Thursday, January 6, 2011

Fat and Happy

I know all 2000 of you that avidly follow my blog also check in routinely for my posts on Deseret News, but just in case, I thought I'd give you a sneak peak of what's going to be up tomorrow:

As I was sampling the left over Christmas cookies, peanut brittle, candied popcorn, and Godiva truffles at a recent family gathering, my father-in-law said something that caught my attention. He read “somewhere” that a new study showed slightly overweight but active women who don’t obsess about their weight are happier than thin, active women who do. (Was he trying to suggest something? Because I did feel a sort of warm fuzzy feeling--was that happiness?--while consuming my weight in cinnamon rolls during December.) Since I don’t have a source for this, and I’m skeptical about pretty much everything I hear, I thought we could take our own little informal poll right here on the Motherhood Matters blog.  
Are you happier when you have a little weight on you, but are physically active and not obsessing about your weight OR when you already look pretty good, but are actively pursuing a size 2 and keeping track of every calorie you eat?  
Thinking about The Power of Acceptance this month, here’s another way to phrase that question: Have you learned to accept your physical self? Extra maternal fat and all? I’m not talking about morbid obesity here. We all know that’s bad for your health and doesn’t make anyone feel good. I’m talking about your run-of-the-mill mom who is in perfectly good health but would never make it as a swimsuit model.
I’m certainly one of those mothers. Even though I’m more than three years out from having my last child, I’m still hanging onto those last ten pounds. (Maybe it’s more like fifteen this month!) I was warned of the perils of “holding weight” after the age of 35, and considering it was also my fourth time around the block giving birth, bouncing back didn’t exactly happen naturally. But is it really such a big deal? Like I said, I’m not morbidly obese by any stretch of the imagination. I just have a little extra padding for my kiddos to rest on at the end of the day.  
Yes, it’s no secret that mothers in particular have a higher hill to climb when it comes to keeping our girlish figures. The weight gain from pregnancy alone is tough to counter balance, but then there’s the stretched out skin (on top too), the widened hips, the hunger that accompanies nursing, the fatigue that follows the sleepless nights (making it tough to get motivated to exercise), and of course trying to exercise with a child hanging onto your leg. And don’t even get me started on a mother’s typical daily diet. Most of my thighs are made from the crusts of peanut butter and jelly sandwiches.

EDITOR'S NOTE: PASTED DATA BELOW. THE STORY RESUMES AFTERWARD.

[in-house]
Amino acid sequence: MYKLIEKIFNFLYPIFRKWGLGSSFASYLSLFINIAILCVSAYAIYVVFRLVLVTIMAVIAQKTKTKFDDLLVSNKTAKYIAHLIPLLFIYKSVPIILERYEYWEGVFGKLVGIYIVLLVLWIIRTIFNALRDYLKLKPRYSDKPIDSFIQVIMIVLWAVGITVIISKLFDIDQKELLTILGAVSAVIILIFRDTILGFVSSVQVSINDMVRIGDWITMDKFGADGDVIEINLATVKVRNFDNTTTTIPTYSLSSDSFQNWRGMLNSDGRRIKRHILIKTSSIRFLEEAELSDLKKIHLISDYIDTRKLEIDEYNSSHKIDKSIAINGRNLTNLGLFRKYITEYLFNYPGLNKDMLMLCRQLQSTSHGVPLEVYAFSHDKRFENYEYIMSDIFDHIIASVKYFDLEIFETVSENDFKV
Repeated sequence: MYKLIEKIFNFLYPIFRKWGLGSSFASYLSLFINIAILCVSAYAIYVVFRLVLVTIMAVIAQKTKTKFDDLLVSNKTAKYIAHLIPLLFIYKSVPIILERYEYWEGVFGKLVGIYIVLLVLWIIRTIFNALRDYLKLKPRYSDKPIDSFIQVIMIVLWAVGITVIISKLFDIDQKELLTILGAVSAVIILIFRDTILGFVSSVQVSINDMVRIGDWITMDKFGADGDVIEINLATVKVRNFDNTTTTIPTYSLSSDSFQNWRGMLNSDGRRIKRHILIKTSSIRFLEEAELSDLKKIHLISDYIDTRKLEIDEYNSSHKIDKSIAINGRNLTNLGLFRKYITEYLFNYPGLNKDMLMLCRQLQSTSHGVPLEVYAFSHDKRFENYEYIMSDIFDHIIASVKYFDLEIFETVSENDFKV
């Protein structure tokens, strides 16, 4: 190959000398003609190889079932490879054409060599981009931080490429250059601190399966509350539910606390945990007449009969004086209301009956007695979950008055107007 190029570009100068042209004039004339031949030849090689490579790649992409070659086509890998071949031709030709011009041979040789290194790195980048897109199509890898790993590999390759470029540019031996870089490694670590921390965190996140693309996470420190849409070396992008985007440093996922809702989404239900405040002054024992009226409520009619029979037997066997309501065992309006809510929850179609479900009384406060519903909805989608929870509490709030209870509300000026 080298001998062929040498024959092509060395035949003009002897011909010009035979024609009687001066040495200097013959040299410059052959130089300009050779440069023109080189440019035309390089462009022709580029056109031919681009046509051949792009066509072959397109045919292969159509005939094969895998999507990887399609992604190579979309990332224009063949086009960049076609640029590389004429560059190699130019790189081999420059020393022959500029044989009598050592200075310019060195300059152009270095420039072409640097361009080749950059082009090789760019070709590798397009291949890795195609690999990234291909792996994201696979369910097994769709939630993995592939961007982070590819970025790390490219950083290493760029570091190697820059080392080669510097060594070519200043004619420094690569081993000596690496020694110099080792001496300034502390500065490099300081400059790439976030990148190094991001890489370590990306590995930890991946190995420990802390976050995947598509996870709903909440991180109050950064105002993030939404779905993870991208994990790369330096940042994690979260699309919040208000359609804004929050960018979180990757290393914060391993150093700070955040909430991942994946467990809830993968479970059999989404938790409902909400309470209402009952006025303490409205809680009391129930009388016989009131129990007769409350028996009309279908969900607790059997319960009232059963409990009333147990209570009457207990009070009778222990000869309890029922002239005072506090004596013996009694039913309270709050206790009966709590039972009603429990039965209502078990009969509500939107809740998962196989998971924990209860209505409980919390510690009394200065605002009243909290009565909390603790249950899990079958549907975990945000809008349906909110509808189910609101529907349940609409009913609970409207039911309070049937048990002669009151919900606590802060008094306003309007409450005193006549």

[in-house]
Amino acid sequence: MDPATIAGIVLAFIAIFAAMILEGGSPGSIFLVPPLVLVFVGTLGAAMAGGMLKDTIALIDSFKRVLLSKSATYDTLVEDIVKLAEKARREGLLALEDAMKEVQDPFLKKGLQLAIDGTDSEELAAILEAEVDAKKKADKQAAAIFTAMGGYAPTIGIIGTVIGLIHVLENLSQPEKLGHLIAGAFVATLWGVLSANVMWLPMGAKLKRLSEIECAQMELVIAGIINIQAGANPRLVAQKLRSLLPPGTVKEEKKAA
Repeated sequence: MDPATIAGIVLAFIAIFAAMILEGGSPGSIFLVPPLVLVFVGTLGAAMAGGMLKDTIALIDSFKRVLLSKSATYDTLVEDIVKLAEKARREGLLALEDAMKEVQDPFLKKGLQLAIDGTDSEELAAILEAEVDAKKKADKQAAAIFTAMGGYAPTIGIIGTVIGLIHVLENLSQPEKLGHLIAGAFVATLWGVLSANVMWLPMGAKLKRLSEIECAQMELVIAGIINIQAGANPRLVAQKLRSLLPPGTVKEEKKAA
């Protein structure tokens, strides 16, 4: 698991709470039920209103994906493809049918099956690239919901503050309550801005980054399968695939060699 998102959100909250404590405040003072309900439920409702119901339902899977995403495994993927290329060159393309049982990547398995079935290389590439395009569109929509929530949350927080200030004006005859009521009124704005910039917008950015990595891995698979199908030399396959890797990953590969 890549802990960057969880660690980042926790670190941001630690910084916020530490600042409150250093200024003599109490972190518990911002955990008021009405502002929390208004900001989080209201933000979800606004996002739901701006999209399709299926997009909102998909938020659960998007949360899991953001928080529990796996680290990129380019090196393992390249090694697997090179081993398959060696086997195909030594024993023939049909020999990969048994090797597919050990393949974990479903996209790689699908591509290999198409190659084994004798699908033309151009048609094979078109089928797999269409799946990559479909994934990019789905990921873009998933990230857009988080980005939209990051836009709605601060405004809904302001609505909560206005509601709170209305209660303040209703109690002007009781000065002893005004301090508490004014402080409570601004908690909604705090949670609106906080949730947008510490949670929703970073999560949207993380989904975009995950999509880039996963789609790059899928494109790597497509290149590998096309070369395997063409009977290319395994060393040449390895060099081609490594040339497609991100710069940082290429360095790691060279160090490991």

Living in Japan in my early twenties, I’ll never forget the time I reunited with a friend I hadn’t seen in several months. It was near the end of winter, and apparently I had put on some weight, because this Japanese woman greeted me with (and this is a loose translation), “Oh! You’ve gotten fatter! You must be happy!” I was shocked. I had never heard someone say something so blunt and equally incongruent! Fat and happy? Is that possible? Happy being the cause of my fatness? 

I was totally confused and didn’t know if I should be insulted or, well, happy!  Seeing the look on my face, she laughed and explained that in Japan they believe when you are healthy and happy you put a little weight on, while people who are unnaturally thin or suddenly lose a lot of weight are suspected of being sad or depressed. Isn’t this ironic coming from a country full of relatively thin people? My American brain hardly knew what to do with that information. 
It is interesting to contemplate. Perhaps as the years go by and we are busily engaged in our full and happy lives as mothers, it is quite natural to put on a few extra pounds. Why let that destroy our happiness? Why let the celebrity moms with personal chefs and personal trainers tell us how to feel about ourselves? 

Consider this: most mothers over a certain age looked better ten years ago than they do today. And the mothers that told themselves they were fat and unattractive back then are probably still saying the same things to themselves now. Do you know what this means? In another ten years, it is entirely possible that you will look back at pictures of yourself today and wish you could turn back the clock. The moral of the story: love and accept yourself as you are--today. 
As we all come off our holiday sugar highs with a little more of us than there was before, if we must make resolutions that revolve around our weight, let’s resolve first to do it with an attitude of love and acceptance toward ourselves. Who knows? Maybe some of us will even want to make a conscience decision to surrender the battle of the mini bulge and just be fat and happy!

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